by Conlee Ricketts
I’m sure most of us can point fingers and blame someone guilty of taking us for granted at one moment or another across our life. That isn’t what this is about.
I was dissecting the phrase “taken for granted” the other day over and over in my head as I have a habit of doing. There are so many things that I simply had the assumption of “continuous presence” in my world. I had an expectation of permanence. A completely unrealistic expectation that is so obvious on the surface, yet I clung to the expectation blindly without question, and I neglected to enjoy something or someone or some moment. I neglected to savor it, say thank you, smile and breathe.
What started this was visiting friends and watching the couple who had been together for maybe ten years or so navigate the kitchen of their home, talk, joke, roll eyes, misunderstand one another, be irritated, laugh, brush shit off, and move on to the next task.
I was envious.
Had I ever had a relationship like that in my life? Of course I had, but I don’t now, and I think I took it for granted.
When I was in high school, my mom told me, “All relationships end.”
She was very matter of fact and followed up with, “It will happen at some point no matter what; the longest relationship with anyone ends with death of course.”
She wasn’t sad, she was just being realistic, stoic, no nonsense, basically her charming self. Not that I really want to argue with her now, and yes our physical relationship did “end” with her death 20 years ago, but that was just the physical in-person relationship. She is still around in my emotional and cerebral world so, as expected, and not at all surprising to anyone who knew us….we disagree :-)
I’m pondering the words of wisdom I want my daughter to remember, and I am leaning heavily toward appreciation. Appreciation of the presence of anything in the moment it is present. Beginning with a list of a few things I took for granted back in the day:
I want my daughter to attempt to appreciate her moments now while she’s in the middle of them. Her joy and her pain while still in high school. I want to tell her to “enjoy” any heartbreak that might come her way in the next ten years, as well as the love that she thinks will never come her way; to enjoy the friendships, laughter, and drama that is part of the everyday. Because these next ten years or so will be when she is most likely to truly feel everything the deepest. I don’t want her to take any of that joy or pain for granted and assume she will have an endless supply of these intense experiences throughout life. While we continue to have experiences throughout life, the good and the bad, the way they feel in intensity changes over time. It's just the way the brain is wired to "grow up." The deep, raw feelings she experiences now are at a level that her brain will grow out of over time. If she's in love, she's IN LOVE. If she is hurt and disappointed, she is HURT and DISAPPOINTED. If she is pissed at Mom, believe me, she is PISSED AT MOM.
How will I handle these extreme ups and downs of joy, pain, happy, sad? For starters, I won’t take these moments with my daughter for granted. If I’ve done my job well, she will be ready to navigate the world without me in a few short years. Next, I will do my absolute best to be the person that I needed when I went through all of that: quiet, open-armed, without judgement, and un-angry. “Un-angry” is such a rough, unpolished word, but I just remember a lot of anger during my high school years—both from me and towards me, and it was difficult to navigate. I am 50% of our relationship equation, and I have learned that not engaging with the anger typically will result in the quiet comforting mother/daughter hug that I had always wanted from my own mother.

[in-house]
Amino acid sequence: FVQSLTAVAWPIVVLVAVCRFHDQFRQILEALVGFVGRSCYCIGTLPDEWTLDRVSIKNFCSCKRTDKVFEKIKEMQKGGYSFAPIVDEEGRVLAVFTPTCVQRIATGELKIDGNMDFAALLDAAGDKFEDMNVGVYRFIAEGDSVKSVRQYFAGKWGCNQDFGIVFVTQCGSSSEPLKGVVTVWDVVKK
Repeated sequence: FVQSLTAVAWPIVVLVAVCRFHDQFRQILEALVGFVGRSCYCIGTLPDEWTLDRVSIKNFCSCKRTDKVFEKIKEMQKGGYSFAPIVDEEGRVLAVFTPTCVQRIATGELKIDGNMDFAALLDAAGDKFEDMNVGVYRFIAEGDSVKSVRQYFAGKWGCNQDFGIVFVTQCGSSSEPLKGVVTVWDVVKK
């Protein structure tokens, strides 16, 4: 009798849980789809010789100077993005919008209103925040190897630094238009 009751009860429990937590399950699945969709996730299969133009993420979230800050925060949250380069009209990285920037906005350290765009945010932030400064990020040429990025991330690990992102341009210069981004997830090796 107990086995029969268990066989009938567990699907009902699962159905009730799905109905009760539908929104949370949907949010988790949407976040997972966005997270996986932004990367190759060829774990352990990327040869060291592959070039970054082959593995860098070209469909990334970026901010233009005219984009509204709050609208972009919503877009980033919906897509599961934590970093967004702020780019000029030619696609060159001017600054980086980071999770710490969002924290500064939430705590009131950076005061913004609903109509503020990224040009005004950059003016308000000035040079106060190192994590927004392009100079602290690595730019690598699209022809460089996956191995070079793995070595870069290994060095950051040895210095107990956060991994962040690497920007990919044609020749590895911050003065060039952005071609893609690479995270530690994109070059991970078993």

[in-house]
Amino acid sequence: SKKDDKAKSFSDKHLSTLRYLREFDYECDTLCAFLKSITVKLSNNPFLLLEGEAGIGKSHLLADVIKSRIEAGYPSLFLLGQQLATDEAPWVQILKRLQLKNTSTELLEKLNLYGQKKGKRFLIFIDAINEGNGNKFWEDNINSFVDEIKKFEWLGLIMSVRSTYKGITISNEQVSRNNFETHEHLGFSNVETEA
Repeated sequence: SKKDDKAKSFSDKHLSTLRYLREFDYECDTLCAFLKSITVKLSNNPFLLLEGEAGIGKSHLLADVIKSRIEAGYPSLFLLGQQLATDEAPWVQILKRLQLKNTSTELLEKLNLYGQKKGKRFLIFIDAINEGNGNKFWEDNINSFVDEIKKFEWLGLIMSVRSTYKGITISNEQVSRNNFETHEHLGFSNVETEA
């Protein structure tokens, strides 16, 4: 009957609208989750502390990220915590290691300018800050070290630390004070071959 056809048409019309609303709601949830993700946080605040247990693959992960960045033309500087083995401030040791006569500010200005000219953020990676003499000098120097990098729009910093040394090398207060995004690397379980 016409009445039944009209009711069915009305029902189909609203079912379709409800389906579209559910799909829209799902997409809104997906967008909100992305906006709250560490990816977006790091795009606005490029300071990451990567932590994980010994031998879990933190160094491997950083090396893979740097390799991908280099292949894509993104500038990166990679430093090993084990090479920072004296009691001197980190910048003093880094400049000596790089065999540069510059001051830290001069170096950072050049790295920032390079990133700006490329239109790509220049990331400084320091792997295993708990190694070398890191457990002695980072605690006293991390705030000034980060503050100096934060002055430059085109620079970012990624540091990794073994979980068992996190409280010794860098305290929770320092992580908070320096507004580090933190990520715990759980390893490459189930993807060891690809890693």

There are certainly things I miss in my life, and sometimes I think it isn’t the “thing” but the “intensity of the thing" I miss the most. Yes, I took people, places, things, and feelings for granted and was certain they would “always be available.” My goal is to enjoy things again. I will enjoy what I have while I have it, and if I can, I want to help my daughter do the same now while the intensity exists to create a habit of appreciation and understanding.
Art work by Mary Anne Radmacher. Author, Artist, Actionista I Adore!
I am ending day three of re-organizing, cleaning, examining, thinking, and discarding in my writing and creating space. It’s an “office” but I like to fill it with promise and hope of the great creations to come; creations of all kinds –both the written word and the messy artsy kind.
I think I’m going to need a day four or even five. I had saved a lot of “what if” kinds of things: what if I need this someday; what if my daughter could use this for school; what if I have a great yard sale. The new sidewalk construction in front of my house has sent a clear message: NO YARD SALE, so I hauled three big boxes to Goodwill today. That created about four square feet of new floor space.
Piles of old receipts, tax papers and other stuff from 10 to 20+ years ago have all been shredded. I set up my shredder the kitchen. Every time I went out there for water, snacks, making lunch or dinner, or to let the dogs out, I stood and shredded pages. I had to pace myself so I wouldn’t burn out the motor on the shredder. There was a lot of paper! It feels great to release all that paper. There’s no reason to hang on to those documents of some younger married woman living a life I don’t even recognize anymore.
I threw out a stash of cards and notes that were a piece of my life I no longer want hanging around. At the time they were saved because I cared. Now I don’t. That sounds brutal but having those memories around now only serves to remind me of something I’m actually humiliated by, so discarding them gives me permission to release the humiliation as well.
I also found a stack of letters my daughter had written me. It was refreshing to read her perspective on our life and my mothering skills. Apparently I “give her so many wonderful things” and I am “the best Mom ever!” I will accept that endorsement. I saved this little stack as my mini pep talk whenever I beat myself up for not being a better, richer, prettier, skinnier, more successful…etc. mom. You get it.